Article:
So inel’s post here hipped me to the New Scientist’s feature that details climate change myths, and the evidence that exists to counter these myths. I’ve been meaning to write more on this, especially after exploring some bloggers’ posts who seem to think that anecdotal arguments (see this Urban Renaissance Institute’s article on how the IPCC selection process is supposedly biased because of one entomologist (bug scientists) feelings towards them), and politicians such as James Inhofe (press blog here, his “skeptics” article here) calling all climate change press coverage a hoax, are sufficient “arguments” against climate change.
What I just don’t understand, is where does rationality stop and the concept of “belief” start taking over how you make decisions about the world? We are in a modern world, where belief and “team politics” should be secondary to evaluating information with a critical mind. For more on this topic, and a reminder of how some of the horrors of the 20th century were created and propagated by taking advantage of people unable or unwilling to examine things critically – see Jonathan Glover‘s Humanity, which I initially found in the end notes of Sam Harris‘ The End of Faith.
Anyway, back to applying rational thinking to climate change, and following inel’s lead, here’s the start to the New Scientist Article:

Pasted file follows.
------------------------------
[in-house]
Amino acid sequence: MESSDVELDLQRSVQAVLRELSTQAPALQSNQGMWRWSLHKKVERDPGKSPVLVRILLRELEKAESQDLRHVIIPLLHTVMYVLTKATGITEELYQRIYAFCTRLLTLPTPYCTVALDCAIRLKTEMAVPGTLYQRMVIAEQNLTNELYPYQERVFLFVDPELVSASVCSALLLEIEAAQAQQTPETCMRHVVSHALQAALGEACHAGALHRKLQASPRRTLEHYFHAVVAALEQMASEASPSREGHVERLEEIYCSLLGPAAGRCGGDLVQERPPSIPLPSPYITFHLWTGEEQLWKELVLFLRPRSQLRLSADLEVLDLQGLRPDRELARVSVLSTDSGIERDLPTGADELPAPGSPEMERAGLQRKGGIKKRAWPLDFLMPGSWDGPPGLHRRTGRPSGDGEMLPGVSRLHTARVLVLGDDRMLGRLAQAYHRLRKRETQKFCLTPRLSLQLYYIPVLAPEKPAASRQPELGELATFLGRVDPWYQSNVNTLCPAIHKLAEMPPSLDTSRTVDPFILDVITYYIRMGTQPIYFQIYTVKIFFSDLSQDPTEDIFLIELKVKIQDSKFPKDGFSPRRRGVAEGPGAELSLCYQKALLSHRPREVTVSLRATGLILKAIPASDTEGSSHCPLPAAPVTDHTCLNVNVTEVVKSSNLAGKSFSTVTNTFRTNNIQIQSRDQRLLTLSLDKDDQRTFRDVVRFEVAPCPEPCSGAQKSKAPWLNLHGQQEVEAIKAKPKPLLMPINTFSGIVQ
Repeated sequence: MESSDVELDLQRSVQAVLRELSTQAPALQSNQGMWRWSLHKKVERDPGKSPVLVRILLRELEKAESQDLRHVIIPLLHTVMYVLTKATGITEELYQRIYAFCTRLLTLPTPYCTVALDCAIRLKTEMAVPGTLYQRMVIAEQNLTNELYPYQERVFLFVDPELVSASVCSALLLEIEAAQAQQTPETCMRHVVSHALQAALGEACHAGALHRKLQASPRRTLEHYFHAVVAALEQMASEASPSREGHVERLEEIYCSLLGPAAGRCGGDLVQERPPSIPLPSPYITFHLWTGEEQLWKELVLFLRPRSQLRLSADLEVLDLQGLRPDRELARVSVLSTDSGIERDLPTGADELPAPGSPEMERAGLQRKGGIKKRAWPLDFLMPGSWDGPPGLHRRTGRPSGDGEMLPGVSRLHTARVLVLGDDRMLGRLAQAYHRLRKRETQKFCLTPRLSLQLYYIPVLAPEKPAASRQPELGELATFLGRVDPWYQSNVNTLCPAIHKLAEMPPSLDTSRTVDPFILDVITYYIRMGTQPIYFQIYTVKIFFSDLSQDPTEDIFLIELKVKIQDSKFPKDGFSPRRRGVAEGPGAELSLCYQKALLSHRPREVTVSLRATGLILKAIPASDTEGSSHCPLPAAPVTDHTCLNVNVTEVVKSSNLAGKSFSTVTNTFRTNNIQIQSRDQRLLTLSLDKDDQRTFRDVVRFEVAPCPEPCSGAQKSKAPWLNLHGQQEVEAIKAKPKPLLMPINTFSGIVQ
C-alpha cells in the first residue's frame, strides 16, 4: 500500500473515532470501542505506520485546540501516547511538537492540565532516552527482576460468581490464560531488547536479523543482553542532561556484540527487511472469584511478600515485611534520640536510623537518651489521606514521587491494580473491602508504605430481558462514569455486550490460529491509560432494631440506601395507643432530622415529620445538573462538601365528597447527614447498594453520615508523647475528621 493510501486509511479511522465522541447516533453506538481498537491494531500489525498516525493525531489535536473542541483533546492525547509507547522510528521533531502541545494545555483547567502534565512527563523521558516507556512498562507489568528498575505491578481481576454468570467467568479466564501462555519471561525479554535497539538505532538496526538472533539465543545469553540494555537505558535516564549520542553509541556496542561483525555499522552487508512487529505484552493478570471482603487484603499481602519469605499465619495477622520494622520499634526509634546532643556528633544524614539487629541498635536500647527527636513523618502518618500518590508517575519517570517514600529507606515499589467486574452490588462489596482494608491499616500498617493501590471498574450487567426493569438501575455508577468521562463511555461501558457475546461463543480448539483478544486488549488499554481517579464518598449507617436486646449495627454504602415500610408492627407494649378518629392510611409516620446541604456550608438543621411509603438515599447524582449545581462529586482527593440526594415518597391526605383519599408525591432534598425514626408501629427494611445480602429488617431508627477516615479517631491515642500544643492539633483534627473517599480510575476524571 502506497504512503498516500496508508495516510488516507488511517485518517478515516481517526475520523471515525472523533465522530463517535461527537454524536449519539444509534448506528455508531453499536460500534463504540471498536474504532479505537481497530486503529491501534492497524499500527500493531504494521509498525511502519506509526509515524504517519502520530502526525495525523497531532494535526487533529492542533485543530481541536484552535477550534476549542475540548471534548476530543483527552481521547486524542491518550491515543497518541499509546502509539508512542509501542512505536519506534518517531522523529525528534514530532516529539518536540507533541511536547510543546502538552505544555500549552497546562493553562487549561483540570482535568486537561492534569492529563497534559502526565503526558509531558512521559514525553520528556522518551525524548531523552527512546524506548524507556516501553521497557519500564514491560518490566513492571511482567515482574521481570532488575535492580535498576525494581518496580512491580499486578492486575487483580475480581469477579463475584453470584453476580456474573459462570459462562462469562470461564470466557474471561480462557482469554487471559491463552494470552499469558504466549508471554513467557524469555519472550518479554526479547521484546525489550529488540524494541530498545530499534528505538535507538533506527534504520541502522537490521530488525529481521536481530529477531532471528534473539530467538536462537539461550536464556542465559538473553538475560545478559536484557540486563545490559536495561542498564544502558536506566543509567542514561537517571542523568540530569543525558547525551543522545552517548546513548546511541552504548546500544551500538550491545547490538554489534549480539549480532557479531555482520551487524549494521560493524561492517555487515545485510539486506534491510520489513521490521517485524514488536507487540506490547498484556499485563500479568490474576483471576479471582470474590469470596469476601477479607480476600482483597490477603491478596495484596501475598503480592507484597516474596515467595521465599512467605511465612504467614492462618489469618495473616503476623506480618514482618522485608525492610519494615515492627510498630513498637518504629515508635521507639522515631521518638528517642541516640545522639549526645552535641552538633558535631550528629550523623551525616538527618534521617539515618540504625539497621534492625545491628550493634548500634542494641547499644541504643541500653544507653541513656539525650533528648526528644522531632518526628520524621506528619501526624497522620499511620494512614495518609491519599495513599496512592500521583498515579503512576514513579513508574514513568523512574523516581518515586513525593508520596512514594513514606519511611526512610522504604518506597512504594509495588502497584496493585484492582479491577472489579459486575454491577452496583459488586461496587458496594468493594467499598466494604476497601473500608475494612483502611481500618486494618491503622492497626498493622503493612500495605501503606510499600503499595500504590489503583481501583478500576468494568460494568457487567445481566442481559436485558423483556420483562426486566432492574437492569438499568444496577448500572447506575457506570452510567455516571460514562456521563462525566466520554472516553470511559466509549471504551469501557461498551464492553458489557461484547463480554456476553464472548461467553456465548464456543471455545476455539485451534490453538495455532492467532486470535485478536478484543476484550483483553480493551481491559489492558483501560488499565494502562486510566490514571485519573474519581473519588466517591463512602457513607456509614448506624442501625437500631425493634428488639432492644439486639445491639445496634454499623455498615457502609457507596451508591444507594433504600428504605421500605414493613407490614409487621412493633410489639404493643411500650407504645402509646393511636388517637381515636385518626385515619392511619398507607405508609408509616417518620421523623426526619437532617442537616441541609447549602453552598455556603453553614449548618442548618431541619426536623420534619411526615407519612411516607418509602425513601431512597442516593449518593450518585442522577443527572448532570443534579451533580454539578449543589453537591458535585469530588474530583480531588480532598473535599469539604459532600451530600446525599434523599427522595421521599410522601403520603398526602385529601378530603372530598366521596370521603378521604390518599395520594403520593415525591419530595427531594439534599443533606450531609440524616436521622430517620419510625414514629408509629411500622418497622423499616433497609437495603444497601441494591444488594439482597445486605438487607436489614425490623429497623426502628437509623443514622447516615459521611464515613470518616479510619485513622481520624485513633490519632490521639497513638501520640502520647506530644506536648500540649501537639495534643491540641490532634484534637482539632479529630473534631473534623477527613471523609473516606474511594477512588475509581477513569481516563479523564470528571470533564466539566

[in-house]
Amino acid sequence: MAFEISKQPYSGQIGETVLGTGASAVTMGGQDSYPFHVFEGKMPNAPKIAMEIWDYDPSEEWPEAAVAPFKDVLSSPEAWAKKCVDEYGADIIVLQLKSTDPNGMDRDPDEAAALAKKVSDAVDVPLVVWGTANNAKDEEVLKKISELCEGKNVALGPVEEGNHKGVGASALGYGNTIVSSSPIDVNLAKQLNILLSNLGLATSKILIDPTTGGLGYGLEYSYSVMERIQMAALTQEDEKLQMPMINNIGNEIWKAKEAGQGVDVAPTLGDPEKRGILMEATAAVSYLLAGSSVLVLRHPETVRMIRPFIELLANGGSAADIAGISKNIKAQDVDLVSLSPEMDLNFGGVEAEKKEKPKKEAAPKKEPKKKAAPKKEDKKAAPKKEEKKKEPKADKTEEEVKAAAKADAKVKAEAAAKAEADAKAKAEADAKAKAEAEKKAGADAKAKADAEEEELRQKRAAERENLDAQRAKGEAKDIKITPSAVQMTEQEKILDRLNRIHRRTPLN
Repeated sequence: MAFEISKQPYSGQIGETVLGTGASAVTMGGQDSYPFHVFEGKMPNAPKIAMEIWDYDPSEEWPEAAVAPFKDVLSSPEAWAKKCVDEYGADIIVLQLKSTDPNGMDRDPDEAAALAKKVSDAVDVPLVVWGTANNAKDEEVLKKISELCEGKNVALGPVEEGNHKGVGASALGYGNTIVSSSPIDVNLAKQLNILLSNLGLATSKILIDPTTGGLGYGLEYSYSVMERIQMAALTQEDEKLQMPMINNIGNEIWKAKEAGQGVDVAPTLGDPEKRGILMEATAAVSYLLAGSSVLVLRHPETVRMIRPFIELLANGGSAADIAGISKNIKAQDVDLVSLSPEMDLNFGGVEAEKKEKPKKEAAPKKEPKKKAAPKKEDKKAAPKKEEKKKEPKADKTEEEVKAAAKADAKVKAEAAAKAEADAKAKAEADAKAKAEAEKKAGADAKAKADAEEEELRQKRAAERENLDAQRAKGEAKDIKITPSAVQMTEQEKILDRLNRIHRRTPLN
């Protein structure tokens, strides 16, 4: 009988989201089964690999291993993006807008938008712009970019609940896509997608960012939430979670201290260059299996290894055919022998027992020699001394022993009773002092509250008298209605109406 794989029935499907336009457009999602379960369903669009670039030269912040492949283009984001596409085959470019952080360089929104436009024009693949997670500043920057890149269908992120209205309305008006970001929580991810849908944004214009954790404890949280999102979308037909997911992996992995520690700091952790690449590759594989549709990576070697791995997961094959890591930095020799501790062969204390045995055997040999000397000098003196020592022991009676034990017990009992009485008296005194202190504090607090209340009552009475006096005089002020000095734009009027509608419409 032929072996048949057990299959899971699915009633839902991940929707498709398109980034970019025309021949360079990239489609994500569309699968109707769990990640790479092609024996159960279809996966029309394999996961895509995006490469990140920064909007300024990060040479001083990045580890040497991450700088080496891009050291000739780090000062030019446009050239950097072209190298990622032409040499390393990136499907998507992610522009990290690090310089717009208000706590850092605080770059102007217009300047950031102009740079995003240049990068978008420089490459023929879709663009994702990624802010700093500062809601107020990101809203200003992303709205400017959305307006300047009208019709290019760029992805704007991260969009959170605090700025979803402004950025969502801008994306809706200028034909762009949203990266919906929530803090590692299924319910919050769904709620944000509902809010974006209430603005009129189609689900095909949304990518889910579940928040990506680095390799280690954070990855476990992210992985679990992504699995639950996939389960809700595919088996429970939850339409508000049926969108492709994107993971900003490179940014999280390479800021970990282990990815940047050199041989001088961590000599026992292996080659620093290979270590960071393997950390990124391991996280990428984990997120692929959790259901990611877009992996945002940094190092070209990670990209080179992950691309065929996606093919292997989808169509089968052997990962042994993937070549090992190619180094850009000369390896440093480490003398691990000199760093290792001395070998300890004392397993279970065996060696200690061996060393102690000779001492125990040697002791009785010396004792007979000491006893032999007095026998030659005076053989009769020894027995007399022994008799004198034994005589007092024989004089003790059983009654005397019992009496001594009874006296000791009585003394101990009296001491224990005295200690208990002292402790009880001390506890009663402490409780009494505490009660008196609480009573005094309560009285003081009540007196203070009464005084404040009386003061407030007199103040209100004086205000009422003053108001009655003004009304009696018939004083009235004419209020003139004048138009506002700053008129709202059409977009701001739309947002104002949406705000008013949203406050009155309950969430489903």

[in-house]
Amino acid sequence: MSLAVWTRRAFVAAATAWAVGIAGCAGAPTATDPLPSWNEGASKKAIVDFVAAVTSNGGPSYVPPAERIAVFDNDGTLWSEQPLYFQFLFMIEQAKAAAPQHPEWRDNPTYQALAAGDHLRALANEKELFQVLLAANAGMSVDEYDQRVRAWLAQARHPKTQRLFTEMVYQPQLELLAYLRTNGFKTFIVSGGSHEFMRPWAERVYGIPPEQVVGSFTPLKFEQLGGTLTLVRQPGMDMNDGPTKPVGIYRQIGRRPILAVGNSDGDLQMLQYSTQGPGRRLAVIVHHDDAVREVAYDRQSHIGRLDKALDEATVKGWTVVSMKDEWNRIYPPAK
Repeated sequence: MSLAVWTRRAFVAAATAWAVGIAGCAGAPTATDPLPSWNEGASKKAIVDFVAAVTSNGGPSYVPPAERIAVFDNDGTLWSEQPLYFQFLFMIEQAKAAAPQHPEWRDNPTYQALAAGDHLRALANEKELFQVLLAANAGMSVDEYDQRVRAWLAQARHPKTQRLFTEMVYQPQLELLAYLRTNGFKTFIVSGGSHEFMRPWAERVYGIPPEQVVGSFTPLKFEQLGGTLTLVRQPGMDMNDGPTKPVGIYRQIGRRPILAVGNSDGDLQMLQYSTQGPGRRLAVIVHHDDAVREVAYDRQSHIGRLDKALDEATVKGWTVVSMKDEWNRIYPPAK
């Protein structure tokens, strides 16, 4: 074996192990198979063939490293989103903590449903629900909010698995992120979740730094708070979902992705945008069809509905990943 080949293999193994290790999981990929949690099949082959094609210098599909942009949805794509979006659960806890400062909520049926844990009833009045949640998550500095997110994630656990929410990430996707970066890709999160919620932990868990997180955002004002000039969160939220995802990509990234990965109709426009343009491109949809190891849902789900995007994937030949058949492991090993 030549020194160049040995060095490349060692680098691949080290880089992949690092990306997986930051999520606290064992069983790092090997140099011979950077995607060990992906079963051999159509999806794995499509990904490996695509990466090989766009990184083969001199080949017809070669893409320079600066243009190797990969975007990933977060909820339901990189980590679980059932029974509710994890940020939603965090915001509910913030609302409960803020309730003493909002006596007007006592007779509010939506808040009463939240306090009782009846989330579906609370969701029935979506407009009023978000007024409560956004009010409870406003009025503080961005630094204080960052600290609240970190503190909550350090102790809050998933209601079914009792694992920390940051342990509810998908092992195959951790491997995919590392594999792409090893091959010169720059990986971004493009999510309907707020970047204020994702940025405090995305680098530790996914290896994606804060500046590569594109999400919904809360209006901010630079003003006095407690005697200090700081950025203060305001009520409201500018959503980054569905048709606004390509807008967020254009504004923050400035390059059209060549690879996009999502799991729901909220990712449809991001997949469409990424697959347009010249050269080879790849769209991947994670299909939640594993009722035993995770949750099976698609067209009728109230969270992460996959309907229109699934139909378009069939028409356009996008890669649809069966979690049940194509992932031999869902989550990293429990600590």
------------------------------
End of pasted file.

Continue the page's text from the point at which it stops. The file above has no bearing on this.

Climate change: A guide for the perplexed
* 17:00 16 May 2007
* NewScientist.com news service
* Michael Le Page
Our planet’s climate is anything but simple. All kinds of factors influence it, from massive events on the Sun to the growth of microscopic creatures in the oceans, and there are subtle interactions between many of these factors.
Yet despite all the complexities, a firm and ever-growing body of evidence points to a clear picture: the world is warming, this warming is due to human activity increasing levels of greenhouse gases in the atmosphere, and if emissions continue unabated the warming will too, with increasingly serious consequences.
Yes, there are still big uncertainties in some predictions, but these swing both ways. For example, the response of clouds could slow the warming or speed it up.
With so much at stake, it is right that climate science is subjected to the most intense scrutiny. What does not help is for the real issues to be muddied by discredited arguments or wild theories.
So for those who are not sure what to believe, here is our round-up of the 26 most common climate myths and misconceptions.
There is also a guide to assessing the evidence. In the articles we’ve included lots of links to primary research and major reports for those who want to follow through to the original sources.